University of Cambridge > Talks.cam > Language Technology Lab Seminars > Linguistic Measures for the Detection of Clinical Conditions

Linguistic Measures for the Detection of Clinical Conditions

Add to your list(s) Download to your calendar using vCal

If you have a question about this talk, please contact Edoardo Maria Ponti.

Abstract: Tests like Semantic Verbal Fluency have been used to characterise language in typical and in clinical conditions, like Dementia. For instance, given a sequence of semantically related words, a large number of switches from one semantic class to another has been linked to clinical conditions. In this talk I discuss work on using semantic similarity measures for characterising groups of speakers and how some measures can be used to inform the detection of clinical conditions. In one study this information is used for building classifiers to distinguish healthy controls from clinical cases with early stages of Alzheimer’s Disease and Mild Cognitive Deficits. The results obtained indicate that the classifiers that use these similarity measures outperform those that use a gold standard taxonomy.

Short Bio: Aline Villavicencio is a Reader in Computer Science affiliated to the Federal University of Rio Grande do Sul (Brazil) and also affiliated to the University of Essex (UK). Her research interests include lexical semantics, multilinguality, and cognitively motivated NLP . She received her PhD from the University of Cambridge (UK) in 2001, and held postdoc positions at the University of Cambridge and University of Essex (UK). During 2011-2012 and 2014-2015, she was on sabbatical at the Massachusetts Institute of Technology (USA). She is a current member of the editorial board of the Journal of Natural Language Engineering, the Transactions of the Association for Computational Linguistics, among others, and was Area Chair for NAACL 2018 , for COLING 2018 and for IBERAMIA 2018 , and the Chair for the International Conference on Computational Processing of Portuguese (PROPOR 2018). She is also a regular member of the program committee for the various ACL conferences, and has co-chaired numerous *ACL workshops on Cognitive Aspects of Computational Language Acquisition and on Multiword Expressions. She has co-edited special issues and books dedicated to these topics.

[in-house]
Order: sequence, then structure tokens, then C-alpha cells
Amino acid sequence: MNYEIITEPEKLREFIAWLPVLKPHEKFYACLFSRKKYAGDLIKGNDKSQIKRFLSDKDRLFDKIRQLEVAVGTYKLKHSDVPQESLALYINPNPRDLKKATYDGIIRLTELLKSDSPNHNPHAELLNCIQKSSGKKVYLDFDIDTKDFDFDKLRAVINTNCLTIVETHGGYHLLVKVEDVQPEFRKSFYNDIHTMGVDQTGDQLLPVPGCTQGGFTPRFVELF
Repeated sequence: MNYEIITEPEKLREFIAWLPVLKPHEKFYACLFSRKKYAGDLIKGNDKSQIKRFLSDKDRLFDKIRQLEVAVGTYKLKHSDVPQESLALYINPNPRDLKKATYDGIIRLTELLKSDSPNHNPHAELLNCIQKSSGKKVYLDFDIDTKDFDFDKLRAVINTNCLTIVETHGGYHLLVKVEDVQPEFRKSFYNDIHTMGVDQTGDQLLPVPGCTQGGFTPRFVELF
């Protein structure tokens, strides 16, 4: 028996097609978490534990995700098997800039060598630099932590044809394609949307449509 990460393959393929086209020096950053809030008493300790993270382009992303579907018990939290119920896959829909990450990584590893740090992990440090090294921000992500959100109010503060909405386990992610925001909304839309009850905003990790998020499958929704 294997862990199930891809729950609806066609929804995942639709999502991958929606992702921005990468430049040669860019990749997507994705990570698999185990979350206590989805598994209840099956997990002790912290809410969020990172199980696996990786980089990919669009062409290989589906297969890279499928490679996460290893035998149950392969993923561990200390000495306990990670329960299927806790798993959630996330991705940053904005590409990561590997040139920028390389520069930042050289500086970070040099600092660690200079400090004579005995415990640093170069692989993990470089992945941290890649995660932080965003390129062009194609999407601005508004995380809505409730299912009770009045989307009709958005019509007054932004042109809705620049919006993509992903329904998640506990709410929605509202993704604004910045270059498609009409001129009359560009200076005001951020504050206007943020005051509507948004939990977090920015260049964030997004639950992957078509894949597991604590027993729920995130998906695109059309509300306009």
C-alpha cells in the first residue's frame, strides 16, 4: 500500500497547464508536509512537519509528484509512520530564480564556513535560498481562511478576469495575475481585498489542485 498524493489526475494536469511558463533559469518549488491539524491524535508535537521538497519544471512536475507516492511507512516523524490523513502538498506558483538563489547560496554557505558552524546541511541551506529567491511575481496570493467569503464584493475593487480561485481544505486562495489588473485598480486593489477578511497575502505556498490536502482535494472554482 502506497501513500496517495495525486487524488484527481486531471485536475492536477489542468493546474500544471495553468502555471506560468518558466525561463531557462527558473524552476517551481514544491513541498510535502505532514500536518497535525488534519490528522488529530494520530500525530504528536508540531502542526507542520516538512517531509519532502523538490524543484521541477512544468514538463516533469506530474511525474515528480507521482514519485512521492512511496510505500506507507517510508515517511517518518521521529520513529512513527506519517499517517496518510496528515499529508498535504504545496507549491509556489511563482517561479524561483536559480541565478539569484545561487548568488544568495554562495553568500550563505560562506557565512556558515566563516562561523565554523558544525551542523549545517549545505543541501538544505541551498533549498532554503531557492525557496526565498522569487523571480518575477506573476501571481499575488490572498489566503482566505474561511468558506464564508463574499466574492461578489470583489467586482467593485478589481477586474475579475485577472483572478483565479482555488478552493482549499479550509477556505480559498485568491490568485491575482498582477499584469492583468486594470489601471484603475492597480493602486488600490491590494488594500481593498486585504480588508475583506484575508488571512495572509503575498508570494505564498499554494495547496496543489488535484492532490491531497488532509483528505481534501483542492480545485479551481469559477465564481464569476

This talk is part of the Language Technology Lab Seminars series.

Tell a friend about this talk:

This talk is included in these lists:

Note that ex-directory lists are not shown.

 

© 2006-2019 Talks.cam, University of Cambridge. Contact Us | Help and Documentation | Privacy and Publicity